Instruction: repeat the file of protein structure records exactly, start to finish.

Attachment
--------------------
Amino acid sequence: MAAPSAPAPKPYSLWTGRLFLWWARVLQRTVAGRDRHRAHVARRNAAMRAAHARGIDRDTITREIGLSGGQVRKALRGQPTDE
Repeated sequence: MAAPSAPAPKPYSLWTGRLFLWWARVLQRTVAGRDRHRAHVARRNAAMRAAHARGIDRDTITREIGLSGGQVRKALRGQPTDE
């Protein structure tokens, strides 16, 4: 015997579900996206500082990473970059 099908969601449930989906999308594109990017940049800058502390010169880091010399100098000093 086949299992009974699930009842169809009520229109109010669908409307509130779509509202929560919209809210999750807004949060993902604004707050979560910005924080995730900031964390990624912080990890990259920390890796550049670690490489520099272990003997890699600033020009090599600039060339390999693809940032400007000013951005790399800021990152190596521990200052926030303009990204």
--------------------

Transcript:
Amino acid sequence: MAAPSAPAPKPYSLWTGRLFLWWARVLQRTVAGRDRHRAHVARRNAAMRAAHARGIDRDTITREIGLSGGQVRKALRGQPTDE
Repeated sequence: MAAPSAPAPKPYSLWTGRLFLWWARVLQRTVAGRDRHRAHVARRNAAMRAAHARGIDRDTITREIGLSGGQVRKALRGQPTDE
């Protein structure tokens, strides 16, 4: 015997579900996206500082990473970059 099908969601449930989906999308594109990017940049800058502390010169880091010399100098000093 086949299992009974699930009842169809009520229109109010669908409307509130779509509202929560919209809210999750807004949060993902604004707050979560910005924080995730900031964390990624912080990890990259920390890796550049670690490489520099272990003997890699600033020009090599600039060339390999693809940032400007000013951005790399800021990152190596521990200052926030303009990204």